Thursday 11 October 2018

Health, Wellness, Well-being: What’s in a Word?

                Health, wellness, wellbeing: Alberta teachers are moving closer to implementing the new K-4 Wellness curriculum. As Physical Educators, we need to come to a mutual understanding of some common words used in our practice. Some terms, like health and wellness, have a long socio-linguistic history, while others, like well-being, are a more recent addition to the health education lexicon. What do these terms mean, and why does it matter?

                According to the World Health Organization, health is “a state of complete physical, mental, and social wellbeing, and not merely the absence of disease or infirmity” (WHO, 2018). This definition was adopted in 1946, and it signalled reformed understanding of health. Rather than seeing health as individuals not being sick, this definition emphasized seeking knowledge about all the complex factors (social, mental, environmental, occupational, financial, intellectual, and spiritual) that influence a person who is living with, or without, illness. The adopters of this definition recognized that health was a social contract between people – not merely the outcome of individual choices.

Wellness has been defined as “a multidimensional state of being describing the existence of positive health in an individual as exemplified by quality of life and sense of well-being” (Corbin & Pangrazi, 2001, p.1).  The term came into common practice because of the work of Florence Nightingale, although it has been used since the time of Socrates (Johnson & Click, 2017).  Several theoretical models exist, and many of them place self-responsibility as central to developing wellness (Roscoe, 2009; Williams, 2009).  In these models, wellness is seen as a positive outcome of health, and an individual attains this state through balancing multiple dimensions such as nutrition, physical activity, stress, context, and spirituality.

                Where does well-being come into play? Well-being, a derivative of “be well”, refers generally to a person being in a positive state. Difficult to measure and used interchangeably with both health and wellness, wellbeing/well-being/well being does not have a settled definition (Marjanen, Ornellas & Mantynen, 2016) or even a common spelling.  Rather than measuring well-being, researchers look for evidence, or indicators, of well-being.  These indicators generally aim to measure people living satisfying lives and is a growing area of research worth keeping an eye on over the next few years.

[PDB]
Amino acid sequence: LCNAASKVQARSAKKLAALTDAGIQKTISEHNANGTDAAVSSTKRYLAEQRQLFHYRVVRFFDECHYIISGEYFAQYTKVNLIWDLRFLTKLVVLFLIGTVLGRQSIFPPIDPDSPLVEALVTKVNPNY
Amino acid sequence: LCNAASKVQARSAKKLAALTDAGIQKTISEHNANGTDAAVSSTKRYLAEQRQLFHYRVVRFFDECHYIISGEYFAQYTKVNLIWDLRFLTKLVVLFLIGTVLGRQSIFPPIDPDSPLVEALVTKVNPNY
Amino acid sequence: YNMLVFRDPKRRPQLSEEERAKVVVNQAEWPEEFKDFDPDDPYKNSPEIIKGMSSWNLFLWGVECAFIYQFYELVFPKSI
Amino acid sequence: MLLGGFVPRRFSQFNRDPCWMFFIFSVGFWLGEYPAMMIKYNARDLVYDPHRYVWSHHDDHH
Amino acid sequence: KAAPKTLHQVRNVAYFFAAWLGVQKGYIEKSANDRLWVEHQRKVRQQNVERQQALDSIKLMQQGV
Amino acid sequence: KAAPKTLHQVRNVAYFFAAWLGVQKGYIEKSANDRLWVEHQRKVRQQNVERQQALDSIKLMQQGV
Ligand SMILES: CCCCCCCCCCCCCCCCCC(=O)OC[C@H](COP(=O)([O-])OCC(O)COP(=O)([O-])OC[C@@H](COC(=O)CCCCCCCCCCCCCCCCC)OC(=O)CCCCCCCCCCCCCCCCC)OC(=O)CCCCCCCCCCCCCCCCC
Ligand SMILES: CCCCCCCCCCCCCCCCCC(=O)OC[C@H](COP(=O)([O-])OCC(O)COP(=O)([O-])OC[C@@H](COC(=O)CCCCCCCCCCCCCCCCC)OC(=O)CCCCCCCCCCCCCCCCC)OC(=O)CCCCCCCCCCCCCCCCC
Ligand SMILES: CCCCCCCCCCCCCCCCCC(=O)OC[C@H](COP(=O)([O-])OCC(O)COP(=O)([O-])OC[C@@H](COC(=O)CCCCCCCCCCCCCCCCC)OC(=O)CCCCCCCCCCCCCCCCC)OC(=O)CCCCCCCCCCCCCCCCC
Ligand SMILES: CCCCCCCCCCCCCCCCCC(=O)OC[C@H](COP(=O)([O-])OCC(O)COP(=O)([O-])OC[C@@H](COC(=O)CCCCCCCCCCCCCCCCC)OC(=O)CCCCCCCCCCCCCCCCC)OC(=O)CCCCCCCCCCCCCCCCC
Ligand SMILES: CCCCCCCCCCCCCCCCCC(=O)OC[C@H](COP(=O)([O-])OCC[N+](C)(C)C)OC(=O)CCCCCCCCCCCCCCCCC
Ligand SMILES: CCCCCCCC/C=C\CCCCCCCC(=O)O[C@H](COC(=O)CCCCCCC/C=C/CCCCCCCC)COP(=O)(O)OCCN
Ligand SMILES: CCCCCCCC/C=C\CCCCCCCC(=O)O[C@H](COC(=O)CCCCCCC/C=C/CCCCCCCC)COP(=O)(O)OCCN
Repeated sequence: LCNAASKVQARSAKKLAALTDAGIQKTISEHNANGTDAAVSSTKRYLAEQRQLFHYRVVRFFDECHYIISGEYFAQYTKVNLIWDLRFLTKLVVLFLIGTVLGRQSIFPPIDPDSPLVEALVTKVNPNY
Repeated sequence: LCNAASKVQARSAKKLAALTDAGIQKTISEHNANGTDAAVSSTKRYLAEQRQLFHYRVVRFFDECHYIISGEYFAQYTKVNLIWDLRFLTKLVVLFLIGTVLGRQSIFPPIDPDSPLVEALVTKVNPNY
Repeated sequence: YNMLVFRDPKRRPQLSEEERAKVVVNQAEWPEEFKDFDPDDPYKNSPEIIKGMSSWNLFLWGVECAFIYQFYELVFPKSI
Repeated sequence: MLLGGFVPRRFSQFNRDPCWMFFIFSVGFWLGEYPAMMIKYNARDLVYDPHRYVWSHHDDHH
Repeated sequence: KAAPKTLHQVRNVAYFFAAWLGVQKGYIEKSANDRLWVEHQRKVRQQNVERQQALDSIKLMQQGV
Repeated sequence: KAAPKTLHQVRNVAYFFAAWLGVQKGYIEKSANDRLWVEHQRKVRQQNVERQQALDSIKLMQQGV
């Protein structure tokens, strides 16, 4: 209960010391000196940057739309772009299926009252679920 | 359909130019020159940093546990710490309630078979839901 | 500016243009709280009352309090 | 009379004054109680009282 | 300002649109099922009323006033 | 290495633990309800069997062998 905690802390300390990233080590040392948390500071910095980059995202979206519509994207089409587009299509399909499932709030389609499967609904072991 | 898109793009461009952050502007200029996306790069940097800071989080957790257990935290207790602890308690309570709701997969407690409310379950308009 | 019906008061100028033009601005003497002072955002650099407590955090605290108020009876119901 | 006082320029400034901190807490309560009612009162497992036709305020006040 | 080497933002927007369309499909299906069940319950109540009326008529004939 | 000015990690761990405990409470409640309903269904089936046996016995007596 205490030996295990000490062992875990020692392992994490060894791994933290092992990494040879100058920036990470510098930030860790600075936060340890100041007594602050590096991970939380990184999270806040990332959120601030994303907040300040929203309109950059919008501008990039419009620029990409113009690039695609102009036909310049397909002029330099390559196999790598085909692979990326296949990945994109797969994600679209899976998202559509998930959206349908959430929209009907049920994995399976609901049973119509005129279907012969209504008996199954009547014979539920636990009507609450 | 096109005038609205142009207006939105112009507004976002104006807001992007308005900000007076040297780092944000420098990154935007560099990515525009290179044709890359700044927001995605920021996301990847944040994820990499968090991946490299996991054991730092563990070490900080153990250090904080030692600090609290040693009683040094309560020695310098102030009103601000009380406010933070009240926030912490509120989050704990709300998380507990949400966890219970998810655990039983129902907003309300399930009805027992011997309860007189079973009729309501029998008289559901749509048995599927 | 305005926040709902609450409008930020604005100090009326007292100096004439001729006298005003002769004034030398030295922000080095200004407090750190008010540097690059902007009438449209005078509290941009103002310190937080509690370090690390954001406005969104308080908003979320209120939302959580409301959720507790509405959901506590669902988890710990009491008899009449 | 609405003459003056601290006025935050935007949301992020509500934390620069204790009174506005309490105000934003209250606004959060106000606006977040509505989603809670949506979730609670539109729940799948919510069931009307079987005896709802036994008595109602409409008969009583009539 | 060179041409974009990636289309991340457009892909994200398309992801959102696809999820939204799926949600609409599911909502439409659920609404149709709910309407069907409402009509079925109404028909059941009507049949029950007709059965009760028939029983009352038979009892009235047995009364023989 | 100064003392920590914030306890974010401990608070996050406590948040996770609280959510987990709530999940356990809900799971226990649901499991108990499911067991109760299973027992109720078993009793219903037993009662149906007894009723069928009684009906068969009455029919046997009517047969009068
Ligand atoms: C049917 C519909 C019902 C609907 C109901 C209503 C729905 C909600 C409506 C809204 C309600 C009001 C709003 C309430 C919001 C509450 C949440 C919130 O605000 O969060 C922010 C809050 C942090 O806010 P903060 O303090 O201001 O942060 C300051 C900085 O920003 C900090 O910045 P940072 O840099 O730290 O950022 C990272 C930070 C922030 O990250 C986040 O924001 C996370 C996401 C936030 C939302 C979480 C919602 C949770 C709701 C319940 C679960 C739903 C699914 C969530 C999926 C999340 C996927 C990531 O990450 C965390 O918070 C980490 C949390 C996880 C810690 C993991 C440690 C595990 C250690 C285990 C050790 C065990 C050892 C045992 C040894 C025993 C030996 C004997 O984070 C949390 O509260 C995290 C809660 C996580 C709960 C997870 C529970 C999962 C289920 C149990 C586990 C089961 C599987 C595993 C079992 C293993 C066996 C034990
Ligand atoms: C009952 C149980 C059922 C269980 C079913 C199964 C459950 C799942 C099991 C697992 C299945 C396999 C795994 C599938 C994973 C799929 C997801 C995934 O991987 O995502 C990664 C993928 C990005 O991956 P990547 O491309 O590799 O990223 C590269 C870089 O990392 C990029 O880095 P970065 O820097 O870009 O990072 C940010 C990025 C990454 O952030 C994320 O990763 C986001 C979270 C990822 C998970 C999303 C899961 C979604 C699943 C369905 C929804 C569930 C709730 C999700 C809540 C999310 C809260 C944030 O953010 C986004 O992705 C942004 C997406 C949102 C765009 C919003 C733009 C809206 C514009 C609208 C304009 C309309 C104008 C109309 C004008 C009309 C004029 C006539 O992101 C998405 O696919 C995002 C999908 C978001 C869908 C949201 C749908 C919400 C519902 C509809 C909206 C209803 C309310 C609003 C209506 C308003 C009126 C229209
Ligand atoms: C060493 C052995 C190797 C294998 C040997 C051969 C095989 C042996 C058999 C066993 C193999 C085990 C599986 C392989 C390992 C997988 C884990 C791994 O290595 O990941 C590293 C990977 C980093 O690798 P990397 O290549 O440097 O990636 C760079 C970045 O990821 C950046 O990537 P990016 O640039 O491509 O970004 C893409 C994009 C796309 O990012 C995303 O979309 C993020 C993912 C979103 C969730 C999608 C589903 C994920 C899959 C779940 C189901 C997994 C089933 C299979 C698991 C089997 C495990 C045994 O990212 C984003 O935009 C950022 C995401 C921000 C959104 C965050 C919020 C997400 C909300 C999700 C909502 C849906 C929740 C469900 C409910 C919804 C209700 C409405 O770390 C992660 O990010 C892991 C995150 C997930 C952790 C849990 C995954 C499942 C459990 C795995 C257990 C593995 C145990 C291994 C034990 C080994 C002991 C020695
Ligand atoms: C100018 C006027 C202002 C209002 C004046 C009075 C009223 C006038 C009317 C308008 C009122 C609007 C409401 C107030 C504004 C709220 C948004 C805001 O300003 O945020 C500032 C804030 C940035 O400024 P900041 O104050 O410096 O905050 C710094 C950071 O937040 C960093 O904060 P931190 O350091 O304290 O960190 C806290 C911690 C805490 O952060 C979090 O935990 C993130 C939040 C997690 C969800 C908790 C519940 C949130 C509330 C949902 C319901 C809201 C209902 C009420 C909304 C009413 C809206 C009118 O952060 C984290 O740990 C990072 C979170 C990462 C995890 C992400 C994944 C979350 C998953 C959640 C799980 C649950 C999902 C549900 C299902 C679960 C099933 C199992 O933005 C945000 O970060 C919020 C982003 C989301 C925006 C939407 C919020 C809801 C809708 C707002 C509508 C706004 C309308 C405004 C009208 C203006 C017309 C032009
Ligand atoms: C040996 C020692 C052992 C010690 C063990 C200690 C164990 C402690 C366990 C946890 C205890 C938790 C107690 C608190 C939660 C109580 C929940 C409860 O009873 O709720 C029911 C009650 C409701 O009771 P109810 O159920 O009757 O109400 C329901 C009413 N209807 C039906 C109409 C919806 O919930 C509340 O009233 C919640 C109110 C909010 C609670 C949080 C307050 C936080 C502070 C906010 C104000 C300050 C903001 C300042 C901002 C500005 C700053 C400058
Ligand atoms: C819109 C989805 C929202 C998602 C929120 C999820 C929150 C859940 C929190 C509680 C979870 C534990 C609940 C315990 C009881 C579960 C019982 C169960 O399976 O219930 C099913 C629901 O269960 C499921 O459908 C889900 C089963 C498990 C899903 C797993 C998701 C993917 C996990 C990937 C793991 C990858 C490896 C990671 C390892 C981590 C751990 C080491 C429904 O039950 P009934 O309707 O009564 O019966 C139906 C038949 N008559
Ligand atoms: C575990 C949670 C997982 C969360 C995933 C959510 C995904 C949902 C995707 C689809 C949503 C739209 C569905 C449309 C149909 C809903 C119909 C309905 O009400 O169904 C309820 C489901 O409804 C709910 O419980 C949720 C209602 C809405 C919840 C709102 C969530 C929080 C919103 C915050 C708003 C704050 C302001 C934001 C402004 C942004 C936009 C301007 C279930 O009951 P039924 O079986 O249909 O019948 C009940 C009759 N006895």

So why does it matter what term we use? Health – wellness- wellbeing – isn’t it all the same? Definitions matter because if we look to the origins of the words, wellness places emphasis on individual responsibility and health emphasizes collective responsibility. The word we choose changes how we teach the curriculum. If we see wellness as a state of being and a component of health, then we understand that society influences individual wellbeing: that the social and physical environment of individuals can influence their ability to sleep and eat well, drink clean water, and feel safe.

Arguably, if we see health as a component of wellness, then we place personal decision-making above society’s responsibility to the individual. Absence of positive wellbeing could be judged as the fault of an individual who makes bad choices by eating junk food, drinking too much wine, or not sleeping enough. Instead of considering all the factors that might influence a lack of sleep, like a railroad track built through the centre of a town, individual choices, like drinking coffee too late in the afternoon, can be blamed.  Keeping the focus on health is a reminder that being well results from a variety of factors, some of which are beyond our personal control.

So, the question for discussion becomes: are we teaching a Wellness curriculum or Health and Physical Education? I look forward to discussing this idea further.

Submitted by: Astrid Kendrick, Ed.D
Editor, The Runner, the annual publication of the Health and Physical Education Council

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